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Filed under October 2018, Sounds

In search of Batman

Time to finish a thread started back in May, when I wrote about an unexpected encounter with Jerry Kramer, the former Packers guard whom I admire more as an author than an athlete.

As I said then, I’ve worked in the media for a long time, enjoying the occasional access that comes with it. Meeting people, famous or not, comes with the territory. It’s not that the thrill is gone, but the list of famous people I’d like to meet is pretty short.

Which brings us to Batman.

“Batman” was must-see TV in the mid-’60s. I was in grade school, and role models didn’t get much better than Batman. Back then, Batman was more like Superman — truth, justice and the American way — than the brooding Dark Knight we’ve come to know in the last 25 years.

So, all these years later, I still would like to meet Adam West.

I’d like to thank him for two things. First, for being that role model for a kid from Wisconsin. Second, for being a role model in the years since “Batman,” for showing how to handle career disappointment with grace, and how to embrace it and turn it into an asset.

I could meet Adam West this weekend. He’s appearing at the Comic Con convention in Chicago. But that wouldn’t be much fun. I’m not into autographs, nor into getting my picture taken with celebrities. Which is why West was booked for the show. I get that. It’s just not my thing, and especially not after reading this Chicago Tribune story, which makes certain aspects of those shows a little sad.

So maybe someday I’ll be waiting for a plane with Adam West — as we once did with Robert Urich. Or maybe someday I’ll ride a hotel elevator with Adam West — as we once did with Sam Kinison.

Those encounters also were completely unexpected, completely informal, as it was with Jerry Kramer this spring. That’s way better than forking over admission and queueing up for hours.

And if not Adam West, then … let’s see … Bart Starr or Ringo Starr or Paul McCartney.

“Pleased To Almost Meet You,” Colin Hay, from “American Sunshine,” 2009.

Oh, I’ve met Colin Hay. He’s as gracious and good-natured as his songs suggest.

Who’s on your list?


Filed under August 2010, Sounds

For those about to rock …

This text turned up on our son’s Facebook page last Saturday night:

“in the front row at the survivor concert with ben and troy!”

Evan rocked his first festival last weekend.

Evan is 15. He rode his bike down to the Memorial Day weekend festival to hang with whoever was going to show. Somehow, he made $15 last on a hot, sunny day when he went coast to coast, arriving shortly after the park opened and leaving when it closed at 11 p.m.

There’s music all day long at the festival, along with food tents, a midway, and of course, hanging out. That — and a fair number of girls — was plenty to keep three high school freshmen boys occupied.

Apparently, the fellas worked their way through the crowd and parked themselves in the front row for the last two bands of the night. Pretty exciting, but just the beginning.

They were showered with guitar picks. That was cool. They were surrounded by “crazy old people,” including one guy who stuck an extra beer or two in the pockets of his shorts. That was not quite as cool.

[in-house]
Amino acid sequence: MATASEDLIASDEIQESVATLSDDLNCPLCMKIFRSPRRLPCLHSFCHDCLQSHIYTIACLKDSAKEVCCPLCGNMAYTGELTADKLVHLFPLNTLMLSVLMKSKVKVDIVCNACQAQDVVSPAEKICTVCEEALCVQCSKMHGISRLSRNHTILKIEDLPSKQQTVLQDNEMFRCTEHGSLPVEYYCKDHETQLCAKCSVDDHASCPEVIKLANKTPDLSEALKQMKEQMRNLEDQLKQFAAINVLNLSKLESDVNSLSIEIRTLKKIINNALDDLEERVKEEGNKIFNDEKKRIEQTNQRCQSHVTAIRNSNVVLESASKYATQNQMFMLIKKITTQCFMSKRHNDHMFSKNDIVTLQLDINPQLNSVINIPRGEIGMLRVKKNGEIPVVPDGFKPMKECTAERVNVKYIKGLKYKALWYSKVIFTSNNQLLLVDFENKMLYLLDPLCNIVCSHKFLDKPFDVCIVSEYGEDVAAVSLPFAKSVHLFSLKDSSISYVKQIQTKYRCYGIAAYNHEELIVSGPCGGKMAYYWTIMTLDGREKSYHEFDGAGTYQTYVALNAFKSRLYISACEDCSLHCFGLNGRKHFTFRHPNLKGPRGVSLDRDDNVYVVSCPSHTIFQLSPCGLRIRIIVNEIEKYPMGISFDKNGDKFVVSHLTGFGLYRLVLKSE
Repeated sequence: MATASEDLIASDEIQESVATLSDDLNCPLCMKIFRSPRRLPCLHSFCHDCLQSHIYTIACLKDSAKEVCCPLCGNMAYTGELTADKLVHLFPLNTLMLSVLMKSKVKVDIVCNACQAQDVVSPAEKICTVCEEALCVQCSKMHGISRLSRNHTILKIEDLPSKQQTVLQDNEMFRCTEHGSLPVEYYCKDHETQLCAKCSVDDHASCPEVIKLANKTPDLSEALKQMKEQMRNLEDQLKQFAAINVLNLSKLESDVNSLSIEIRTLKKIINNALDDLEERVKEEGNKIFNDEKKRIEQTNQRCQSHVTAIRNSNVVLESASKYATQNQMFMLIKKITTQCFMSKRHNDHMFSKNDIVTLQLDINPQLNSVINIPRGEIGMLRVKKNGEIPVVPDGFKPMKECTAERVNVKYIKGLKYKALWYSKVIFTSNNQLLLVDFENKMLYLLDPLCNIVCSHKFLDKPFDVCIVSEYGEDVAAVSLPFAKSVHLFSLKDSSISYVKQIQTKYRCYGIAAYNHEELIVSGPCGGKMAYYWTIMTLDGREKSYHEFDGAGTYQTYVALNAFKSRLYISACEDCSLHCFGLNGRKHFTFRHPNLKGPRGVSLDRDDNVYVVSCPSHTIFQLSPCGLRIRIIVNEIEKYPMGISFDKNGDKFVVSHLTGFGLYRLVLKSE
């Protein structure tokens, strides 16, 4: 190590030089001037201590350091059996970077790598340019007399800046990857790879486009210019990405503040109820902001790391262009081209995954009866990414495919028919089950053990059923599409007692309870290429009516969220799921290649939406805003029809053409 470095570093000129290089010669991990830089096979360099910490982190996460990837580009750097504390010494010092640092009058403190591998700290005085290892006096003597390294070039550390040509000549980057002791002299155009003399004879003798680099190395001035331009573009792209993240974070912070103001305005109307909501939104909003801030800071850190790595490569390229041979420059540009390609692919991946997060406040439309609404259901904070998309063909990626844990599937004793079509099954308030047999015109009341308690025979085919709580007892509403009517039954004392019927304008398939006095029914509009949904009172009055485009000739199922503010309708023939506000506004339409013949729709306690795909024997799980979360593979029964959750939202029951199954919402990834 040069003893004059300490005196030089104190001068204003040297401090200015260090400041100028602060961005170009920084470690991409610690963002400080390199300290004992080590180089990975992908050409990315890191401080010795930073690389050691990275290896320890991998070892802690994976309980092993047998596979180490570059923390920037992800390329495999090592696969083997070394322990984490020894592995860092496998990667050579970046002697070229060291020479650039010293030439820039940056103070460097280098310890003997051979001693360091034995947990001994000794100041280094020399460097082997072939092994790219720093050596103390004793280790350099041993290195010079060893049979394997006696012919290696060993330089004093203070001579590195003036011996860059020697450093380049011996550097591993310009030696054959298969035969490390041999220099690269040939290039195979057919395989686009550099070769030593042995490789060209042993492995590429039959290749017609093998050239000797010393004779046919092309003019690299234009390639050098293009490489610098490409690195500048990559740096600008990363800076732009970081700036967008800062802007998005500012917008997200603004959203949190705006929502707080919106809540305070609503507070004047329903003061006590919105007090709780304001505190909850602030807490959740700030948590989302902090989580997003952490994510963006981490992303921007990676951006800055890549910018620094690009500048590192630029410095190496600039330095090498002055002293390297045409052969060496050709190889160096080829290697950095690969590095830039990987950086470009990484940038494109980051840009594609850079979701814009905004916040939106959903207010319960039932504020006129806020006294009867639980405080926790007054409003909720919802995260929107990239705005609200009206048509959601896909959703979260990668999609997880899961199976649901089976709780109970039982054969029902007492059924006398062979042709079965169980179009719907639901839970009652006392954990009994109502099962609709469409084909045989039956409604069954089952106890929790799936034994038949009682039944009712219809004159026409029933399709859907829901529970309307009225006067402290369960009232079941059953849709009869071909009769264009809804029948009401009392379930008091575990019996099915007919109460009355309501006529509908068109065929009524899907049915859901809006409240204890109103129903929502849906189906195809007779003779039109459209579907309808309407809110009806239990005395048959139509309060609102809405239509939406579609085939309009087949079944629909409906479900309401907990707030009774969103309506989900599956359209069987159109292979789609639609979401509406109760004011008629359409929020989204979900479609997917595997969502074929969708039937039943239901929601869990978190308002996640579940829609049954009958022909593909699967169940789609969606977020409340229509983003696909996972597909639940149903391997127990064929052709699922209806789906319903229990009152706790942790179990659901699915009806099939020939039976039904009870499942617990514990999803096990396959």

The fellas rocked it through a set by Johnny Wad, a popular cover band in our corner of Wisconsin. That was followed, of course, by the headline act — Survivor, albeit a Survivor fronted neither by Jim Peterik nor Jimi Jameson.

So, Evan was asked, how were the bands?

“Johnny Wad was way better.
At least we knew some of the songs they were playing.”

Ouch. No respect for Survivor, even if Evan knows “Eye of the Tiger.”

That said, “Eye of the Tiger” came out 13 years before Evan was born.

Johnny Wad has more than 80 songs on its cover list. Here’s one.

“Down Under,” Colin Hay, from “Man @ Work,” 2003. It’s a laid-back acoustic cover of the Men at Work smash that also came out 13 years before Evan was born.

That said, this has long been one of Evan’s favorite records. Chock full of Men at Work covers and wonderful originals, it’s one of mine, too.

Evan is going to another festival later this summer.

The story of that adventure to come.

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Filed under June 2010, Sounds

I got the fever, too

Our pal Kevin over at Got the Fever is out with a fine post on one of his obscure faves, the sizzling Latin group Cecilia Noel and the Wild Clams.

That got my attention because Noel is married to one of my obscure faves, Colin Hay. That’s right, the guy who was the lead singer in Men at Work back in the ’80s.

Lest you think I’m wallowing in nostalgia, let me assure you that Colin Hay is a terrific solo artist these days. I had a chance to meet him briefly after he (and Noel) played a wonderful show at our local casino lounge a couple of years ago, and he is gracious and good-natured.

Hay still plays some of the Men at Work tunes, going acoustic with some, tweaking others and doing it all with a smile. Some of his newer tunes are just as good. (That reminds me. I still haven’t gotten around to getting the album he released last year, “Are You Lookin’ At Me?”)

Here, then, is the best of both worlds, one of those old Men at Work tunes redone energetically by Hay, Noel and the Wild Clams.

“Down Under,” Colin Hay with Cecilia Noel and the Wild Clams, from “Man @ Work,” 2003.

Here’s a video of Hay and Noel doing another wild version of that tune.


Filed under August 2008, Sounds